I wonder whether parents of pre uni teenagers might be swayed by this, given that they might have to support them for longer anyway, given the insecure world of work.

    My wife and I earn about 60K combined. We are in our 30s, childfree, and don’t envisage being able to buy a house in the next decade. We aren’t especially extravagant, although we do go on holiday once a year.

  18. RE: Crowds

    “Kinnock and Foot packed them in”

    Er, no. Kinnock held that one indoor rally, a ticketed national event for LAB members. And Foot spoke to a few small crowds of trade union activists. That’s it.

    The crowds Corbyn is drawing are unprecedented in political campaigning in modern times. 10,000 in the rain in gateshead yesterday. Another 10,000 in Birmingham today.

    Michael Crick of Channel 4 News called them the largest political rallies since Churchill.

  19. JAMES E
    yes I’m so sorry, i typed comres in error. It’s the opinium poll I was watching. I did try to correct this, but the posts are coming fast and furious right now so my correction got a bit lost

  20. Ian: I think Dingbat’s assertion is not so much that Chester will hold on against the tide, but rather that there is no tide, or if there is it is going the other way…

  21. @ Tom Chadwick

    “The ones not wanting to fork out 30k for each of their kids university fees? Or want To see their kids rack up debts.”

    My 11 year old daughter has just told me she wants to become a vet, I told her that if she does well at school I will pay her fees, so a part of me wants to see JC win :)

  22. Redrich

    Dunno re E&W, but your comment re council tax liability applied here only to the poll tax – not the current system of LA funding.

  23. “I posted miles up this thread that there must be nearly 2.5 million parents who might find it financially advantageous to vote Labour because of the student fees”


    The loans for fees are levied on the student (not the parent): and over the lifetime of their employment (if its within the UK)- kicking in only at a certain income level.

    Labour are not bringing back student grants- THAT would help parents.

    If- perchance- there is a financial crisis due to Brexit or just because its John Mcdonnell in the Treasury and he’s whacking up Corporation Tax etc etc then very quickly everyone- not just the “rich”- will see their taxes (both direct and indreict) go up.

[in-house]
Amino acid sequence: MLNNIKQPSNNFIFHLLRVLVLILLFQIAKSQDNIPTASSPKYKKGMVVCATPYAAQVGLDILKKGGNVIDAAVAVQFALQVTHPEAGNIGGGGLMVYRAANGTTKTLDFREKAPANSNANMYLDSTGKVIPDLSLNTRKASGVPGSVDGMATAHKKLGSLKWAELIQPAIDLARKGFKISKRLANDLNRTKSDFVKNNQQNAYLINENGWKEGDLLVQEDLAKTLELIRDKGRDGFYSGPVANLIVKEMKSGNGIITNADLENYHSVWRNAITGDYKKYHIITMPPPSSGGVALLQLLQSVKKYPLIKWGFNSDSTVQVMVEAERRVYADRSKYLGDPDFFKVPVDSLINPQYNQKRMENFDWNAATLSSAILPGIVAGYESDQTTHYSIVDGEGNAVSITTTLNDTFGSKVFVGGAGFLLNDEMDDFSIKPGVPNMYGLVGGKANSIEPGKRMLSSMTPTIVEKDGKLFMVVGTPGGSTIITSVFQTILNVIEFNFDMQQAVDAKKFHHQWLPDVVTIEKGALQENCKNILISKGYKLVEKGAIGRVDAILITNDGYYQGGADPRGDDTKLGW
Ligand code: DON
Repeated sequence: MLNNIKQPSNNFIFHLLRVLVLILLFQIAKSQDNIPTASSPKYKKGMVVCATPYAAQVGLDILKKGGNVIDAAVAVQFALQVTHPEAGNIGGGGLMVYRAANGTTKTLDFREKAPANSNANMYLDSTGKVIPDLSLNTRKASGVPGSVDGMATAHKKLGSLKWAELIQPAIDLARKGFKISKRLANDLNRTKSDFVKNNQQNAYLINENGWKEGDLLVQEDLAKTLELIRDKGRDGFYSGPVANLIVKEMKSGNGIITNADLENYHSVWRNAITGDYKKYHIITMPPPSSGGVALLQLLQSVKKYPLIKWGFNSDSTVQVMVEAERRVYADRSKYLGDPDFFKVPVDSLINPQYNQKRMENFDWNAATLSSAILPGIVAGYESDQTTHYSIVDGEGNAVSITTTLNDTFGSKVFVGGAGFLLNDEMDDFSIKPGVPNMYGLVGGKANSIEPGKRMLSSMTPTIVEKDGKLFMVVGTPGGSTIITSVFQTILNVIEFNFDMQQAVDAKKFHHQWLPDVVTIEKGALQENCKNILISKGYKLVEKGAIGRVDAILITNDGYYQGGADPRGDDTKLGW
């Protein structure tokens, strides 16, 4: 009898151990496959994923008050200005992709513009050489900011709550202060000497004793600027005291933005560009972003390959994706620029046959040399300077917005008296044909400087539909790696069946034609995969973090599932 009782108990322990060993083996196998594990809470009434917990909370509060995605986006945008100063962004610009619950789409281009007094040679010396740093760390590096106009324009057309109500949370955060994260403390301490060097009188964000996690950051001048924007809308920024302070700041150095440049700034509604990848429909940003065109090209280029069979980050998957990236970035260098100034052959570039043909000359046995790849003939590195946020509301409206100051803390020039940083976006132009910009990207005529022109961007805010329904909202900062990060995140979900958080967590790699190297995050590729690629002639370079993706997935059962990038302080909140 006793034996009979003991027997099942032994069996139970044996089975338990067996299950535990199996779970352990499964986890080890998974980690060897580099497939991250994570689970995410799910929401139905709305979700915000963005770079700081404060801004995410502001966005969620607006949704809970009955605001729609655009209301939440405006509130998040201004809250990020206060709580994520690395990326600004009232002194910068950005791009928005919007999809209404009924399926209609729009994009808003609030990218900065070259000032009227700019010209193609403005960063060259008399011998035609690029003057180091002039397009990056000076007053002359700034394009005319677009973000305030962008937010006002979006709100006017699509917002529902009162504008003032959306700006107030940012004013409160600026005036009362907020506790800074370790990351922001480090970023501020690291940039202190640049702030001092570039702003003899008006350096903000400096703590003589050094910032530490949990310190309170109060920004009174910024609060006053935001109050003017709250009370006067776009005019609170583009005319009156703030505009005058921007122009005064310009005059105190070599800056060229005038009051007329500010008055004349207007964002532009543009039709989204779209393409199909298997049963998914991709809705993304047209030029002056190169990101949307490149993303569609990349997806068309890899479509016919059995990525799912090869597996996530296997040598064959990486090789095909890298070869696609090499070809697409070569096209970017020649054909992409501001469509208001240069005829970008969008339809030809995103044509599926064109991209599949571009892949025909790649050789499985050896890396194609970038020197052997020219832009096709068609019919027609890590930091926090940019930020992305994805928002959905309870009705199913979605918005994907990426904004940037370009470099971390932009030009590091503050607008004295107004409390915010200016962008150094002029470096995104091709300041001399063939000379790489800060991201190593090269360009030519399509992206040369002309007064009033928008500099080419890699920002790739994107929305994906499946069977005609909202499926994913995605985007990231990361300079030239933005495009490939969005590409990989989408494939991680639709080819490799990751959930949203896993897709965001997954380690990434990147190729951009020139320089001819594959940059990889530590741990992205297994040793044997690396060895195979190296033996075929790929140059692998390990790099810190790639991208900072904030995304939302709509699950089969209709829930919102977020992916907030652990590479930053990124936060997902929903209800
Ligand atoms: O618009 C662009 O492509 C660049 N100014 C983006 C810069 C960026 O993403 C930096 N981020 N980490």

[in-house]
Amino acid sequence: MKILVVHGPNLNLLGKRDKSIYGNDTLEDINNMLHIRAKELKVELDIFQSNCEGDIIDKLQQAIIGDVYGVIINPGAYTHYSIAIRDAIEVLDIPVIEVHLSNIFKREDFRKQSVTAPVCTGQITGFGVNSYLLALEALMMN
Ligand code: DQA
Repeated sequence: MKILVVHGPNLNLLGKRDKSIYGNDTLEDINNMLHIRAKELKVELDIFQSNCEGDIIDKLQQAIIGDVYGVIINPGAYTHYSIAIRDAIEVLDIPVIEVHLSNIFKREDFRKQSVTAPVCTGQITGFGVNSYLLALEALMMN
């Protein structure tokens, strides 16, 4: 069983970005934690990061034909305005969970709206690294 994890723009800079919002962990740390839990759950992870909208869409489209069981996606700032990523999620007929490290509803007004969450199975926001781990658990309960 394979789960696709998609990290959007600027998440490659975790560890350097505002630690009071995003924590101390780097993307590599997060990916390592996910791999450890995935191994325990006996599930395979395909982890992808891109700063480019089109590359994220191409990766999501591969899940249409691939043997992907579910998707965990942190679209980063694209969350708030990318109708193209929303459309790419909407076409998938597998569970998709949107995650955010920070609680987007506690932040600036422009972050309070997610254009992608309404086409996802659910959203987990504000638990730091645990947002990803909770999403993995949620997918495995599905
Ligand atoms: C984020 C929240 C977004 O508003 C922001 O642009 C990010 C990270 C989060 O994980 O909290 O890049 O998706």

I suspect this will be just as big an influence on the final votes cast on Thursday as the idea that their kids wont have 35 years to pay of their student fee loan…

  24. I know one thing from the weekend. I was at a party where there was a lot of health workers. They don’t just dislike the Tories! They will all be voting labour. My boyfriend had a hard time until I pointed out that we needed to have at least one token Tory

  25. @ian @magosh

    In both places, serious boots on the ground effort has seen internal polling showing the Labour lead growing, I did see some stats which I will try and dig out, but the view is very positive.

    Whether that converts is of course another matter, but that’s the feeling right now.

  26. Wasn’t Nick Clegg more popular than Churchill at one point?

  27. Drmibbles

    I think we know what
    Cricks politics are. All I can say but s there are going to be a lot of disappointed people on Friday who are going to have to be very patient for five whole yrs maybe. I wonder if they will manage it.

  28. @Ssimon scenarios where Labour do fairly poorly and Plaid lose seats assume that Labour does absolutely brilliantly in Wales – 50% plus; otherwise assume they stay on 3 unless Lab collapse and then they might start picking up seats and if LD completely disintegrate they gain 1; so they are aminor fringe party but a very stable fringe party

  29. @Rob

    Because most parents I would think don’t want their kids to end University or College with a stack of debt, however long that might be deferred. Therefore if they can most parents wil feel obliged to help them financially.